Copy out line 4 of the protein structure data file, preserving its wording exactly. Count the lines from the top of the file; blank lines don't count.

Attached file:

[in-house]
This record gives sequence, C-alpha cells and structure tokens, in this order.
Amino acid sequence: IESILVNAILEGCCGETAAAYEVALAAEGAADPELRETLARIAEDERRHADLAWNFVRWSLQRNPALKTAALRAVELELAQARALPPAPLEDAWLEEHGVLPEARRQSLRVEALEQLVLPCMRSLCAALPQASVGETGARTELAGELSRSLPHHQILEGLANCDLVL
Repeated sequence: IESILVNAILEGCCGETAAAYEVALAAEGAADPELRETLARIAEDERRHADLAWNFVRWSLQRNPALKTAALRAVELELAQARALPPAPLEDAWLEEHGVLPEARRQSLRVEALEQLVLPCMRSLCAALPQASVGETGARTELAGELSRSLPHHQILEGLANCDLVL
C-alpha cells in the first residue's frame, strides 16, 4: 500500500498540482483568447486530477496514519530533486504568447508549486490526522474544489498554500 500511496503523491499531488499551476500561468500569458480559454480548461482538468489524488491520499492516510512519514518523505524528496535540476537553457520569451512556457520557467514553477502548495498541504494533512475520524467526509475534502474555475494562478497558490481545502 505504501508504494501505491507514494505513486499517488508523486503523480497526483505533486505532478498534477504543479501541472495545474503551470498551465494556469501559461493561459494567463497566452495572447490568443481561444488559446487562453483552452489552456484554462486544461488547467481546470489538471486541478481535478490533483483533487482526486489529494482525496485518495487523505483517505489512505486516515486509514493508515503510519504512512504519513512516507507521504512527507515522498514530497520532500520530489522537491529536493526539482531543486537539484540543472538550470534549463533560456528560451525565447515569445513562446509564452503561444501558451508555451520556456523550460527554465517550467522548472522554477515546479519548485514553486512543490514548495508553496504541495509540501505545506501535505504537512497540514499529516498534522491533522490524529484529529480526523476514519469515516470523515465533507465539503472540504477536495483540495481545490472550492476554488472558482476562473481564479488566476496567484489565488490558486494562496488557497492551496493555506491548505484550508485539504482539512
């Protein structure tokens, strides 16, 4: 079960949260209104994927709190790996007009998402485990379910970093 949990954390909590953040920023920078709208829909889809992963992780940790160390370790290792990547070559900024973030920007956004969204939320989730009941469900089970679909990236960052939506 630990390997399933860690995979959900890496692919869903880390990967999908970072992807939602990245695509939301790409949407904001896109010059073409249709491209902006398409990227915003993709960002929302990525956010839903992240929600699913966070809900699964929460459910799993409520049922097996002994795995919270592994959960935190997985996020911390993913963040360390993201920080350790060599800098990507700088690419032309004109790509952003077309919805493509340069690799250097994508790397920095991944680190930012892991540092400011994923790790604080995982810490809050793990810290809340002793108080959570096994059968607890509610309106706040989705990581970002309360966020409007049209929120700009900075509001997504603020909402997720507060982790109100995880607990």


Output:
Repeated sequence: IESILVNAILEGCCGETAAAYEVALAAEGAADPELRETLARIAEDERRHADLAWNFVRWSLQRNPALKTAALRAVELELAQARALPPAPLEDAWLEEHGVLPEARRQSLRVEALEQLVLPCMRSLCAALPQASVGETGARTELAGELSRSLPHHQILEGLANCDLVL